Thinking of grazing standing corn?
If your corn's cooked, you've got your indemnity payments lined up and you've got cattle to feed, why not graze your standing corn?
This eliminates a lot of costs, experts say, from harvest and storage to feed processing and handling. But, before you let your cattle loose on your drought-damaged corn, make sure they're ready for it.
"After a brief learning period, cattle will preferentially graze corn ears if any have developed. Drought-damaged corn may not have many ears, but if much grain has developed, the cattle first need to adapt to a higher grain diet before grazing corn begins," says University of Nebraska Extension forage specialist Bruce Anderson. "Otherwise, acidosis or other digestive disorders could develop."
Even though you can cut back on those costs associated with normal harvest and feeding of corn or silage, there are still costs and labor involved. Don't just let a few head out on a field without controlling the amount of corn and forage to which the animals have access. You can effectively do this by cross-fencing or grazing in controlled strips.
"Cross-fencing and strip-grazing is needed to minimize trampling waste. Give cattle access to no more than a two-day supply of fresh corn at a time; a one-day supply is even better, especially for younger, growing cattle," Anderson says. "Dry cows might do fine if moved just twice each week."
So, how do you determine what 2 days' worth of feed is? There are a few basic rules of thumb. "As a starting guide, each acre of standing corn that is about 6 feet tall and tasseled should provide enough grazing for about 100 cows for one day. In other words, provide 435 square feet of standing corn for each cow for each day of grazing in the first strip," Anderson says. "Observe animal behavior and amount of grazable corn available each day, as well as in-field variation, to determine whether to increase or decrease the area allotted with each new grazing strip. Do not bother with back fences to simplify animal travel back to water."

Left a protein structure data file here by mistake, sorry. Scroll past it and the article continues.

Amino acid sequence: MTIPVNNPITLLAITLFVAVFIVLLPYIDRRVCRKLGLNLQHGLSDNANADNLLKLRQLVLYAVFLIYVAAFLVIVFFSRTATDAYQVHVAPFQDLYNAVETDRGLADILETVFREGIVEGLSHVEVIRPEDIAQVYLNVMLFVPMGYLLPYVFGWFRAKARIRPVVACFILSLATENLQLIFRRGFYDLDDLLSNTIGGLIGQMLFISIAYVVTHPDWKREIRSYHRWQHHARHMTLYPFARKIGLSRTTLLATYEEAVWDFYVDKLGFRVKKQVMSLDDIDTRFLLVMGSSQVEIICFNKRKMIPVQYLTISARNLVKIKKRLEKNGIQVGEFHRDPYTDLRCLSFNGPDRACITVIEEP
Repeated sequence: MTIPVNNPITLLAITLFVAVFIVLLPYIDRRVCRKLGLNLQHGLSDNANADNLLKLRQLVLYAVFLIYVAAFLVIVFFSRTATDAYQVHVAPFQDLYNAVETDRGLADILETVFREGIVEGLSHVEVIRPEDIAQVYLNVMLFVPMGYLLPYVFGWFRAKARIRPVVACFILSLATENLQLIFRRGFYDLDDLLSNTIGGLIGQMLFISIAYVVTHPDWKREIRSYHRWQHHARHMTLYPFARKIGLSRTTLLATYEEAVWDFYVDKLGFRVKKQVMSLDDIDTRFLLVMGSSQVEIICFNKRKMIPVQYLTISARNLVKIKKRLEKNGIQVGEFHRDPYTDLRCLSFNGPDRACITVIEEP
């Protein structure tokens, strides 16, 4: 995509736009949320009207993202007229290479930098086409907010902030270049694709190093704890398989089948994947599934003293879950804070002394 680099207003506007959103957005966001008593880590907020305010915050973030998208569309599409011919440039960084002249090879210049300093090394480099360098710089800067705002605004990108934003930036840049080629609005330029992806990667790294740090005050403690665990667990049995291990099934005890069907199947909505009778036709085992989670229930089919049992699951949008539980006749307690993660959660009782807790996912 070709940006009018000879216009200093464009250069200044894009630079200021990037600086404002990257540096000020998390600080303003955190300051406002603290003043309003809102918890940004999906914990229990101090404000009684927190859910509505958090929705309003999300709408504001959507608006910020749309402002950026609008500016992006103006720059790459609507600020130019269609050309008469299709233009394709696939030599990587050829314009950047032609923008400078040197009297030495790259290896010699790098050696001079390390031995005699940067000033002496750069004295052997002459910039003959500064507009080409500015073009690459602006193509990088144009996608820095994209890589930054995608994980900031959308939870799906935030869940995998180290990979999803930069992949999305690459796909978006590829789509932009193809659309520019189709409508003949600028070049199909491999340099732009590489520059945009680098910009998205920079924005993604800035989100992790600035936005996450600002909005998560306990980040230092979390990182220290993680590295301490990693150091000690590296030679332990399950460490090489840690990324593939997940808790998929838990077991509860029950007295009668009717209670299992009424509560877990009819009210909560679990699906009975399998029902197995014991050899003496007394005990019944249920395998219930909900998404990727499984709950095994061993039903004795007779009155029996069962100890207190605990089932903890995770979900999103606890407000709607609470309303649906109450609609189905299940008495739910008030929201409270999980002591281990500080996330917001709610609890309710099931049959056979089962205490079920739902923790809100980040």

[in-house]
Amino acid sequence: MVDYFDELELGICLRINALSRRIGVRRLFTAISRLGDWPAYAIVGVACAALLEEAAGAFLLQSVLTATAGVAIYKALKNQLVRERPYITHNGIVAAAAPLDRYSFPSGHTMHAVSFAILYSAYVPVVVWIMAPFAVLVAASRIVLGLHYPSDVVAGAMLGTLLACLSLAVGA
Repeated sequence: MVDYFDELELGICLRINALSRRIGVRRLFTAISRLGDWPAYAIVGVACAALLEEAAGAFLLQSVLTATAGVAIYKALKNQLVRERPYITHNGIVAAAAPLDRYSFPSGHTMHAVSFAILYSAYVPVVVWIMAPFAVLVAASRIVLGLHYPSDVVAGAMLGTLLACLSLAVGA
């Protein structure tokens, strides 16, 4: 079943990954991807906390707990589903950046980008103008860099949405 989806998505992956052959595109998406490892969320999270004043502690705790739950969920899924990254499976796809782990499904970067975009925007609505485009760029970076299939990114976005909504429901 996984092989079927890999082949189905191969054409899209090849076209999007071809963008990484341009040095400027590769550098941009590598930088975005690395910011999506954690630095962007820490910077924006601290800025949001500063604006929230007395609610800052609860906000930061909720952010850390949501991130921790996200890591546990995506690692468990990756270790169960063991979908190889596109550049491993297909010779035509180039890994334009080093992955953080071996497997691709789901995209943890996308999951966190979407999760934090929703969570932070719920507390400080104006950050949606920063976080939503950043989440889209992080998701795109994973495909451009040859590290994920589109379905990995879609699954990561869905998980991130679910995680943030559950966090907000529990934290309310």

How many acres is required also depends a lot on the animals you're grazing; the nutrient load in standing corn can be harmful to dry cows, for example.
"Dry cows may become fat and over-conditioned grazing standing corn, especially if grain is present. Even without grain, barren stalks can be surprisingly high in nutrient concentration because protein and energy that normally would have been transferred to the grain has instead been stored in the stalk and leaves. Diets containing crude protein exceeding 8% and TDN of 55% are usually expected," Anderson says. "Standing corn can be limit-fed to stretch the supply and/or to minimize over-conditioning by reducing the area allotted to the cows and forcing them to eat more of the lower quality stalks. However, nitrate concentration may be high in the lower portion of the corn stalks. Before forcing animals to consume this part of the plant, test the stalks for nitrates and then manage accordingly."
Those are all reasons to keep a close eye on your cattle grazing standing corn and be quick to make adjustments when needed. "Limit-feeding can cause animals to remain hungry even when they have consumed sufficient protein and energy to meet their needs," says Anderson. "Behavior problems can occur, including increased pressure on fences. More strands of wire, higher electric voltage, or providing free choice access to poor quality hay or straw may be needed to avoid problems."